How it works now
We have different ideas how to restore COW memory. In a moment we even thought to use KSM (Kernel Shared Memory) for that. As result we found a good way for restoring COW memory (I guess). All VMAs are restored in the same way as they were created. Here are two questions.
- Which vma-s should be inherited?
- How to avoid intersections with crtools VMAs?
The first question is not resolved completely. Now a VMA is inherited if a parent has a VMA with the same start and end addresses. This covers 99% of cases, but it doesn't work if a VMA was moved.
The second question is more interesting. Currently crtools reserves continuous space for all private vma-s, then restores all VMAs one by one in this space. Inherited vma-s are moved from a parent space. All vma-s are sorted by start addresses.
In “restorer” all crtools’ vma-s are unmapped and private vma-s are space apart. The complexity of this algorithm is linear. Now it looks simple, but I spent a few hours to find it.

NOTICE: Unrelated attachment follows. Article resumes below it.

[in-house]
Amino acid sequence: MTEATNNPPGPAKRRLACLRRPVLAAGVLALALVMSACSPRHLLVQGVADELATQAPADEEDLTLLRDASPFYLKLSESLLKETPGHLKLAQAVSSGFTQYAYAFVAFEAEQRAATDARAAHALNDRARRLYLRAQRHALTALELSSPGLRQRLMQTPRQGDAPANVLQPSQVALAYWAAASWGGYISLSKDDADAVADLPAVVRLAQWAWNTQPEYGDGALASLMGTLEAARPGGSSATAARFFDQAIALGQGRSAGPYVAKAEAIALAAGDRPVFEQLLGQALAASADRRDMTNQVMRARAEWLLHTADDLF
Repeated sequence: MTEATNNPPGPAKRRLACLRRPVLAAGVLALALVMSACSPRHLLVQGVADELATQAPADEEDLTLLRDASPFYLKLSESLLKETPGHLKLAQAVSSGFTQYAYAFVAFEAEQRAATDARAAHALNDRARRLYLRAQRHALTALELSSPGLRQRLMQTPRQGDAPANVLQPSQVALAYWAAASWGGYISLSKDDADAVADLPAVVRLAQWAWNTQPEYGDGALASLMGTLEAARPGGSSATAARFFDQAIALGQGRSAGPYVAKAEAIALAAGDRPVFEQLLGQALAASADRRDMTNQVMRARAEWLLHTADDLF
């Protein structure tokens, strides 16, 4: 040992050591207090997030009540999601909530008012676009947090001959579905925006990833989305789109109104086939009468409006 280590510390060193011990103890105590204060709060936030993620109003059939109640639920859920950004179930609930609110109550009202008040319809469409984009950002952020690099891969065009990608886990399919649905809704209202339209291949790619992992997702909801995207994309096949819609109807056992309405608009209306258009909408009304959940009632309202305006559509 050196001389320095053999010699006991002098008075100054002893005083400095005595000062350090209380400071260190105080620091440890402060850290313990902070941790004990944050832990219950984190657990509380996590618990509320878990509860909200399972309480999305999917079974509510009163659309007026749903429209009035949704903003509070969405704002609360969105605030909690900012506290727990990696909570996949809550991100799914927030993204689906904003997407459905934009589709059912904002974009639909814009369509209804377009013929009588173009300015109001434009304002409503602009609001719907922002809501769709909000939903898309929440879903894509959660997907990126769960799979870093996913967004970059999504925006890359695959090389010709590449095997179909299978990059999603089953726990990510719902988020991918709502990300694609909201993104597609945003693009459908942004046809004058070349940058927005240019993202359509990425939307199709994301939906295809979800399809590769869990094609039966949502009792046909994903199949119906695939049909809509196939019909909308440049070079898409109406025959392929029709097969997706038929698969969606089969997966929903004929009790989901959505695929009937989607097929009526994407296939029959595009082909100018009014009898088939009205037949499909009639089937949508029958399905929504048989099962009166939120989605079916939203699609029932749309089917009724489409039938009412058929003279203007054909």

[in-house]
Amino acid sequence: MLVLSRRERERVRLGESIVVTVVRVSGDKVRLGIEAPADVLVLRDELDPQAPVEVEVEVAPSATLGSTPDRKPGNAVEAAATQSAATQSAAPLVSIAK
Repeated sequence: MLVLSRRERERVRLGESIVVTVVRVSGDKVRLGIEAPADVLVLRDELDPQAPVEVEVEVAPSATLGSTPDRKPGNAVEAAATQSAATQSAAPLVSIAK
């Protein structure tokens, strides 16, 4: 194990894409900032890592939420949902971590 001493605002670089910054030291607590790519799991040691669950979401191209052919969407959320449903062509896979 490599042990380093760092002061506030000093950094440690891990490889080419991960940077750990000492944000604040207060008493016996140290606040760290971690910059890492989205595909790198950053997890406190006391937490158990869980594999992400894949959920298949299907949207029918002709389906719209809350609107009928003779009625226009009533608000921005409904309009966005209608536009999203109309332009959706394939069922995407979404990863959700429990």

“Complexity is easy; simplicity is difficult. -Georgy Shpagin”
“Everything should be made as simple as possible, but not more simpler. - Albert Einstein”
All VMAs and their contents are restored before forking children, so here is one more item. A parent can change some pages after forking a child, so such pages should be dropped from the child's VMA. For solving this problem bitmaps are used to mark touched pages and madvise() is used to remove extra pages.
One more case is not handled now. COW memory are not restored if a process is reparented to init.
COW - [Copy-on-write]
VMA - Virtual Memory Area
KSM - [Kernel SamePage Merging]